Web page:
TO THE world, she is known as Matheryn Naovaratpong. To her family, she is simply known as Einz.
That is a tribute to ai, or “love” in Mandarin, and Albert Einstein, the late physicist.
Einz, who was just under three years old when she succumbed to brain cancer in January, is now immortalised in a photograph her family distributes to journalists who turn up at their doorstep in Bangkok. They all want to find out how she apparently became the youngest person in the world to be frozen, as part of her parents' dream that she might one day be revived.
That same portrait adorns her old room: Her doleful eyes gaze into the distance, keeping watch over the cot in which she once slept and finally died.
I have just ended an hour-long interview with Matheryn’s father Sahatorn Naovaratpong. The 42-year-old businessman hesitates on his way out.
“Did you know that the night before she went into a coma was Einstein’s death anniversary?” he asks, pausing as if pondering the uncanny workings of this universe.
That night, on April 18 last year, was the last night that Einz would ever taste normal childhood. Shortly afterwards, she was diagnosed with ependymoblastoma, a highly malignant form of childhood brain tumour. She then went through a gauntlet of chemotherapy, radiotherapy and surgery, before being brought home to die.
Einz’s brain and central nervous system are now housed in a special cryonic facility in Arizona run by Alcor Life Extension Foundation, in the hope that future technology would be able to cure her.
It takes a lot of faith to house your daughter’s remains halfway across the world for decades, and bet on technology that does not yet exist to cure her cancer, enable her body to grow, and thaw her brain enough for it to function properly.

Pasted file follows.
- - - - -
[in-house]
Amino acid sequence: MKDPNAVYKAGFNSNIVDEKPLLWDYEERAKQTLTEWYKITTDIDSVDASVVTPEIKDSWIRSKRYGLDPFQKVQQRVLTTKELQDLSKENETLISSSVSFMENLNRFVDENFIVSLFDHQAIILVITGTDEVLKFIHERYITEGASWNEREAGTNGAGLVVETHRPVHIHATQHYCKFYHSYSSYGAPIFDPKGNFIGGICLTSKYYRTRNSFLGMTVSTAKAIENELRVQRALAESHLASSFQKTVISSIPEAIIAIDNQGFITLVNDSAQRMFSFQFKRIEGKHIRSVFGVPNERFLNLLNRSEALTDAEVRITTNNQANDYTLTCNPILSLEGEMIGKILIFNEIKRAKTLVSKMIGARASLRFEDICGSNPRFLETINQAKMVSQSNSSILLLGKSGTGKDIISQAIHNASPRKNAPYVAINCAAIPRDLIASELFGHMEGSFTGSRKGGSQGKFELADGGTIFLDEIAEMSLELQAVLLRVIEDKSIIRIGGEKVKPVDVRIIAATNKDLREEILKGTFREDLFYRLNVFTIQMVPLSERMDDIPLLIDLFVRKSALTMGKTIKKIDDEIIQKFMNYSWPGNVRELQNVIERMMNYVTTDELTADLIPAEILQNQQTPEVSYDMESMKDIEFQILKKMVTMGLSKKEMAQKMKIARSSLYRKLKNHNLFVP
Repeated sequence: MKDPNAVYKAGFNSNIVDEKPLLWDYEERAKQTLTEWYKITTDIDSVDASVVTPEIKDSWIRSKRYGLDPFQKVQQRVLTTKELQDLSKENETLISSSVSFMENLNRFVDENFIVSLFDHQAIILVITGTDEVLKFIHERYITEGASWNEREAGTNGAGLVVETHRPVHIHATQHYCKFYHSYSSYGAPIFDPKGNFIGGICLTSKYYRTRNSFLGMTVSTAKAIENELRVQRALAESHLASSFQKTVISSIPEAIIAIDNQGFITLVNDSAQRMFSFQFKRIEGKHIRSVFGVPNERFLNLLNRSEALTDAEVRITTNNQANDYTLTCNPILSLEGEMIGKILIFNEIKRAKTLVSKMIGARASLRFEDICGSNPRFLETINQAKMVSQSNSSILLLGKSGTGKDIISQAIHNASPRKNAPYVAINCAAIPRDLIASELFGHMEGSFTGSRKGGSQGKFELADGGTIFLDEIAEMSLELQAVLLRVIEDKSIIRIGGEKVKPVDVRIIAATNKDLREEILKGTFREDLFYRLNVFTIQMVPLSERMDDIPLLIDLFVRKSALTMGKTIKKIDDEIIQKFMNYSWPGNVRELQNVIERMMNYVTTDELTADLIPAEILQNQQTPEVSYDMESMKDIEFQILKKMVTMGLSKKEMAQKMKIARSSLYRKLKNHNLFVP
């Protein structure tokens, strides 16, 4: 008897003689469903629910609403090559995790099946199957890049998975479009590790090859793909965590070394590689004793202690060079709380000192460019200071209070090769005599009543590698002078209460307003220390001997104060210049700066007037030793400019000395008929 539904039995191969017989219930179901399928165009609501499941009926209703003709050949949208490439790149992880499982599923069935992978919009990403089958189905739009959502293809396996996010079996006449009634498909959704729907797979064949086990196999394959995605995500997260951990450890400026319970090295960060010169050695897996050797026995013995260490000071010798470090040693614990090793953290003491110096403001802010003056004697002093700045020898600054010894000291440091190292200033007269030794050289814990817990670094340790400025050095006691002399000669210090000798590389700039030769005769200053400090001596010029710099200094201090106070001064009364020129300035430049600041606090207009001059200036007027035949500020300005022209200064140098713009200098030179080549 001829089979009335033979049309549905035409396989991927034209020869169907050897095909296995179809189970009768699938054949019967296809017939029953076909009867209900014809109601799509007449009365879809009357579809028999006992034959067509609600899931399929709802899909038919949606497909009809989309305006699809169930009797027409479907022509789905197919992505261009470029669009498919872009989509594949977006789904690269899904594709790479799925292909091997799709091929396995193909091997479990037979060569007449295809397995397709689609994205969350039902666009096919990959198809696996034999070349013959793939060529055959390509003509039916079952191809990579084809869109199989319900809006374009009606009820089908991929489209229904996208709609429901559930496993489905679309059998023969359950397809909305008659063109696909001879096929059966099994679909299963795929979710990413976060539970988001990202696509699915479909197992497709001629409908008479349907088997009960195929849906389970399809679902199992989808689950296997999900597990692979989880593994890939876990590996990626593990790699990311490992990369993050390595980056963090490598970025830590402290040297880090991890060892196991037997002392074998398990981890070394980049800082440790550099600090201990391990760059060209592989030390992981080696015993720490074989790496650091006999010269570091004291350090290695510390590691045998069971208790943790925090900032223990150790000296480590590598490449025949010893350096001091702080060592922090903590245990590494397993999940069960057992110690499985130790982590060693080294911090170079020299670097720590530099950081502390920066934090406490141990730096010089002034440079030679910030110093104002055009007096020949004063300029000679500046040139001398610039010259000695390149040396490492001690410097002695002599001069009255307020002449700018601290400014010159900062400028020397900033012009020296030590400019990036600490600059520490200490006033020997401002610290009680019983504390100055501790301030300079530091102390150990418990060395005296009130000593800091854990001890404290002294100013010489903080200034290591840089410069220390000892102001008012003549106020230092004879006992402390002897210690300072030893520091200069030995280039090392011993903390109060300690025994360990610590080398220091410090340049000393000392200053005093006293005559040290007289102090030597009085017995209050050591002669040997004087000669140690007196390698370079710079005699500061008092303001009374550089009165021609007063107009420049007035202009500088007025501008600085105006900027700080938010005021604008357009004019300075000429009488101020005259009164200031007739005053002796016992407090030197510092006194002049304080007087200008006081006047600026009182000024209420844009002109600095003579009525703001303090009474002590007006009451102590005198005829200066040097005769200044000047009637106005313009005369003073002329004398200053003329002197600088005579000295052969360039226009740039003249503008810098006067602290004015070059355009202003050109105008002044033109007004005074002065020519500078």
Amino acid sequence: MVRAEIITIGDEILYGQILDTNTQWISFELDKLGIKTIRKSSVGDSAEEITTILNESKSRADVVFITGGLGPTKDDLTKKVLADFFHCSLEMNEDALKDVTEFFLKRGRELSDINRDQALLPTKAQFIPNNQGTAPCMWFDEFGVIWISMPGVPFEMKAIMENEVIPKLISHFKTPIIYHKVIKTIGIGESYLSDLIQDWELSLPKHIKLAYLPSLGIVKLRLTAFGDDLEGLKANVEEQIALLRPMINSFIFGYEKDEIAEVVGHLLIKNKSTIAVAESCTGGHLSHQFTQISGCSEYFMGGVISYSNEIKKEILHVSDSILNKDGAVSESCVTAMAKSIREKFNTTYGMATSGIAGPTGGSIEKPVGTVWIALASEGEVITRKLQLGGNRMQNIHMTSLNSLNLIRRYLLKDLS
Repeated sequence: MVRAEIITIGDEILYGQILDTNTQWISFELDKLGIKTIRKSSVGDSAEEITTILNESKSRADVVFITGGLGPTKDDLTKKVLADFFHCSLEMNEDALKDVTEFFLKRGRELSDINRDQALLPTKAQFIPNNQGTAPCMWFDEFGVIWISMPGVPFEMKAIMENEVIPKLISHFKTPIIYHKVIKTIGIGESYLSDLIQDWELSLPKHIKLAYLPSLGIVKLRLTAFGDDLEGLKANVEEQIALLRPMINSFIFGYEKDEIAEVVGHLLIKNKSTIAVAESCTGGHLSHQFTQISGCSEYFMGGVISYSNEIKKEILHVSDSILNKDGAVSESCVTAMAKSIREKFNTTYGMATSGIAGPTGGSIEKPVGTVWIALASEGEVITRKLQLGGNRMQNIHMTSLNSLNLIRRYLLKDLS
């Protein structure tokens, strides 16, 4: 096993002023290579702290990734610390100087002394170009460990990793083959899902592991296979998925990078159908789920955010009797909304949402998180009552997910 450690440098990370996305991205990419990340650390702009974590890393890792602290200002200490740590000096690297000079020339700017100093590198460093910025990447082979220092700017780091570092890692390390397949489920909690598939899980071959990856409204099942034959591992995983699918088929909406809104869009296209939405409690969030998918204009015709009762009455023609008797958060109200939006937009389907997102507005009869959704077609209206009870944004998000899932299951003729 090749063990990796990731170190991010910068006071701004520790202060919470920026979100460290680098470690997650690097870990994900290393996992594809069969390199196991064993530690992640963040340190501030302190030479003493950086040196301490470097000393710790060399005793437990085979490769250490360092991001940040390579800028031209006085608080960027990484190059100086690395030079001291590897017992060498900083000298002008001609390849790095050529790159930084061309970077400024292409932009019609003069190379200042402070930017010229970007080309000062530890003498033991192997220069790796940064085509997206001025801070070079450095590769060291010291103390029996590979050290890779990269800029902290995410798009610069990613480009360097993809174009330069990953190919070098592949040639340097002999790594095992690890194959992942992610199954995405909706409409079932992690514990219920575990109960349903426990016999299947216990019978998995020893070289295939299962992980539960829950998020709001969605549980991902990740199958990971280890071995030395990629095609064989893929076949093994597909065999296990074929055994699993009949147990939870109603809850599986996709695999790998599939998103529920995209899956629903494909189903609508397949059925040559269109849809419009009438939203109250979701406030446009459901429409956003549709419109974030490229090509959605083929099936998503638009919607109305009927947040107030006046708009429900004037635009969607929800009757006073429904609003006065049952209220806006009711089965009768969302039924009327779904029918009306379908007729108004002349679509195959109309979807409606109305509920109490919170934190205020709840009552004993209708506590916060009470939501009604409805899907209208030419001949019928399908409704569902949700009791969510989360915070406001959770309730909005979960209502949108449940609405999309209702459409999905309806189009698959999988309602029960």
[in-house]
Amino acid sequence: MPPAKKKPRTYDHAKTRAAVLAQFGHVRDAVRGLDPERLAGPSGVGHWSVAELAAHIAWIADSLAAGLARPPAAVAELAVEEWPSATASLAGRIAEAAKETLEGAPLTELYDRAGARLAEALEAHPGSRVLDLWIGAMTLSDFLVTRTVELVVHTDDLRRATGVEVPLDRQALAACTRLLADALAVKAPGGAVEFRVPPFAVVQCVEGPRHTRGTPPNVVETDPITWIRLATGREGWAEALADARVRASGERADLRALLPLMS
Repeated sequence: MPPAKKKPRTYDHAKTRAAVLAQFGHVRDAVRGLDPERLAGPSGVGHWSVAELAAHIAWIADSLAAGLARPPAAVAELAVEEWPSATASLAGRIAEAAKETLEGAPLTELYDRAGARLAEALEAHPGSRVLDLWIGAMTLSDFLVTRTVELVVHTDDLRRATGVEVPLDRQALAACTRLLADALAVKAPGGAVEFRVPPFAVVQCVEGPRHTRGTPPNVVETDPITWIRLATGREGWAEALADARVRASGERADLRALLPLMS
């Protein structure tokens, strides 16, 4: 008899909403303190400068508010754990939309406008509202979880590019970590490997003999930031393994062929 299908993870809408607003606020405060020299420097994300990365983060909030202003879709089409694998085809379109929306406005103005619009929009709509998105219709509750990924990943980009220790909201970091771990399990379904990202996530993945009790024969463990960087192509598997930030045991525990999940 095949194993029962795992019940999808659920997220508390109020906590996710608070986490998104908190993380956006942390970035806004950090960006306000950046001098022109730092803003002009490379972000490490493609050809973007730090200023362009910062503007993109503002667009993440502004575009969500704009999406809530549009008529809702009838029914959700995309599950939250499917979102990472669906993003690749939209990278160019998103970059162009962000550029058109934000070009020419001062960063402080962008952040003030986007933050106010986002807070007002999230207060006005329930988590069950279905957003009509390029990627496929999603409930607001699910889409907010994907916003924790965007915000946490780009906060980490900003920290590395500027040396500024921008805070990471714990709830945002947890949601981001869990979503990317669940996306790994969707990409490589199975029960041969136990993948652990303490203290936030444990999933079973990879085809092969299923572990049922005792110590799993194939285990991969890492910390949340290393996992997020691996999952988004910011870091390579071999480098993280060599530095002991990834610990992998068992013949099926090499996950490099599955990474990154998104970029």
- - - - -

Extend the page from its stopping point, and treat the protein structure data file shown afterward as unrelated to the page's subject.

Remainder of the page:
It is even more unusual to have a young cryonic candidate from Thailand, where ubiquitous “sprit houses” receive abundant daily offerings, and the predominantly Buddhist population talk about accumulating good karma for their next lives.
The Naovaratpong family appear to have reconciled belief with science somewhat. In the clinically white old room where Einz was nursed, her old plastic-wooden cot is flanked by a table of Buddha statues on one side, and a liquid nitrogen tank filled with her stem cells on the other. Dr Sahatorn says Einz’s cells would be useful for the cancer research that he is helping to fund.
Dr Sahatorn and his wife Nareerat, 39, both have doctorates in engineering. They met during post-graduate studies at the King Mongkut’s University of Technology Thonburi.
Their first son, named Matrix, is fascinated with science - like his father. The 14-year-old boy has a microscope for a “toy”.
Their other sons, twins aged two and half, have Buddhism inspired names: Mach for “the way to eliminate suffering” and Marh for “the middle way”, says Dr Nareerat.
Dr Sahatorn first read about cryonics at the age of 10. When hope for Einz's survival started to fade, he turned to the Internet in search of a way to preserve her. He found Alcor without great difficulty.
He is realistic enough to know that he might never see his daughter again in his lifetime. But someone else might.
“I believe that somebody will return from there in the future one day,” says Dr Sahatorn.
For now, the family is occupied with talking about Einz with the world’s media. She was a very observant girl, they say, and tried to fix a piano chair once after watching her brother doing it. Her favourite spot in the family garden was near the compound’s spirit house, where she could observe the birds.
“On her birthday, her brother gave her a white flower here,” says Dr Nareerat as we linger in the shade of that garden. “Maybe that was her last flower,” says her husband.
Dr Nareerat turns to me. “Please help spread Matheryn’s story, to help the world’s children.”